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U.S. Senior Open, U.S. Women's Open and Okie Chess Festival conclude Print E-mail
By Joan DuBois   
September 30, 2009
Official Press Release
September 30, 2009
Contact: Tom Braunlich
[email protected]

(Tulsa, Oklahoma)
September 5th-7th, 2009 at the Trade Winds Central in Tulsa, Oklahoma was a quite a chess extravaganza! This year four events drew over 120 players for the Okie Chess Festival, U.S. Senior Open, and U.S. Women's Open, including 3 GMs, 4 IMs, and numerous strong players. Here are the detailed results:

- A U.S. Chess Federation National Championship

GM Larry Christiansen topped the 54-player field with 5.5/6 and thereby won $1200, the U.S. Senior title, and a slot in next year's U.S. Championship.
GM Larry Kaufman was sole 2nd with 5/6, for $700. As the top player over 60 he also wins the USCF slot in the World Senior Championship coming up soon in Italy.

Age Category Awards for the Senior:

50-54 - Yefim Treger (53)
55-59 - Joe Bradford (58)
60-64 - Michael Schemm (62)
65-69 - Denis Strenzwilk (68)
70-74 - Dr. Jorge Montero (72)
75+  -   Walter Shipman, (80)

A log-jam for 3rd with 4.5 pts included IM Joe Bradford, NM Yefim Treger, IM Walter Shipman, and Washington’s Mike Schemm, who won top player under 2100. They won $275 each. Other class prizes: 2nd Under 2100 was won by Chuck Unruh with 4 pts. Under 1900 was 1st $200 Tom Green with 4, followed with 3.5 points by Jim Berry and  Sal Martinez ($50 each). Under 1700: 1st - $200 (Dr. Jorge Montero), 2nd – Les Kline ($100). Under 1500 prizes were split by Robert L. Jones and the blind player Allen Miner ($150 each).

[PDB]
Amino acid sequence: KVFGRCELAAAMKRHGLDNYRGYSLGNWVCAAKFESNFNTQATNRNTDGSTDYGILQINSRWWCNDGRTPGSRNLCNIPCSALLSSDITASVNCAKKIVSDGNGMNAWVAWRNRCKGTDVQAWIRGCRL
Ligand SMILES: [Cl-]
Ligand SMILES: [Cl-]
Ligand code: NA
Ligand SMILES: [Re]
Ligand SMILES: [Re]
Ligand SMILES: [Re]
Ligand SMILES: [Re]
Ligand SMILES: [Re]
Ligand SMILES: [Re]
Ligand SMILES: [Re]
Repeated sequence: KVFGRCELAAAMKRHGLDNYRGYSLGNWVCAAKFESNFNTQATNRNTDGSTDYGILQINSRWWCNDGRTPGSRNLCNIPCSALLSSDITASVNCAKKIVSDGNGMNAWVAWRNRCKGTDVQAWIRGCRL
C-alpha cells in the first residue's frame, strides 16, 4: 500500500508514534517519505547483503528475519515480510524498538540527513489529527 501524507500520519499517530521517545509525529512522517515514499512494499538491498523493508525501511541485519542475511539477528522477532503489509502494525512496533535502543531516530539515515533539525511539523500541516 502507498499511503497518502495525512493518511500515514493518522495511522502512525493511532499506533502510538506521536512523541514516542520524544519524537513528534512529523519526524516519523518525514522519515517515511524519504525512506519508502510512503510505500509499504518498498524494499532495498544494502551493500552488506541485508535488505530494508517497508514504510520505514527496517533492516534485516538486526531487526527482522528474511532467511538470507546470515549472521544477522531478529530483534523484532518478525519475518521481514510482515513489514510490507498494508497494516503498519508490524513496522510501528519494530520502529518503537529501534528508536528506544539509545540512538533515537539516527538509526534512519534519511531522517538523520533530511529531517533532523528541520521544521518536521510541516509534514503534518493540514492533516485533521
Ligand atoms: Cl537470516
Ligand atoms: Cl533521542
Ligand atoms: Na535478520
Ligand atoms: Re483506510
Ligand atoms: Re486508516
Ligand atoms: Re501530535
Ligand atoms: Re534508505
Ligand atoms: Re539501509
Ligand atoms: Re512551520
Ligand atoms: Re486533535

U.S. WOMEN’S OPEN - A U.S. Chess Federation National Championship

The 1st U.S. Women's Open featured a strong field of 20 players, 10 rated expert or above. Saheli Nath, and Indian player attending University of Texas at Dallas, won with 5/6, and $800. NM Iryna Zenyuk (2280) was clear second with 4.5, $500, and as the top American wins a slot in the 2010 U.S. Women's Championship. 3rd place ($300) was split between Chouchan Airapetian, Jennifer Acon, and Medina Parilla, each with 4 pts. Saheli Nath won the $100 Best Game Award offered by Harry Payne for her win over Zenyuk in Round 5.

5th Annual OKIE OPEN

This year's traditional open was won by IM Michael Brooks, whose 6/7 score bested a strong field and earned $500. There was a big tie for 2nd at 5/7 among Tim Steiner, Sergey Galant, Bran Whitcomb, Chris Niggel, Nathaniel Fast, Raymond Griffin, and Terry Wright. They split $600 for 2nd/3rd for $85 each. Class Prizes: Under 1800 - $450 split three ways between David McCann, Jeff Colbert, and T. Cheng. Under 1600 – ($450) was also split three ways by Bruce Wells, Jack Bussert, and Daryl Fouard. Under 1300 – 1st was won by Hans Chen ($300) with 3.5 points. 2nd with 3 pts was August Murdock, $200, and with 2.5 points tied for the $100 3rd place ($100) were R. Sarmento, R. Gudiseva, and I. Hossain.


This year's 8-player master round robin was the strongest ever, with an average rating over 2300, and featured several very talented young players, including 13-year-old Darwin Yang, and 15-year-old Conrad Holt. Holt finished in 3-way tie for first with IM Bryan Smith and IM Ray Kaufman. Crosstable


Our annual “Fischer-Random Speed Chess Pizza Bash” was won by IM Ray Kaufman with 6.5/8 over a very tough field of 20 players, mostly masters and experts. WIM Bayaraa Zorigt and FM Conrad Holt tied for 2nd place with 6/8.


The tournament was sponsored by IA Frank K. Berry, who was also chief director, assisted by Rob Jones, Steve Wharry, and Tom Braunlich. Look for detailed reports on Chess Life Online, and in Chess Life magazine. Official Cross Table: http://www.uschess.org/msa/XtblMain.php?200909071201.

The United States Chess Federation (USCF),
founded in 1939, serves as the governing body for chess in the United States and is now headquartered in Crossville, Tennessee. USCF is devoted to extending the role of chess in American society. It promotes the study and knowledge of the game of chess, for its own sake as an art and enjoyment, and as a means for the improvement of society. The USCF is a not-for-profit membership organization with over 80,000 members. For additional information on the USCF see: www.uschess.org.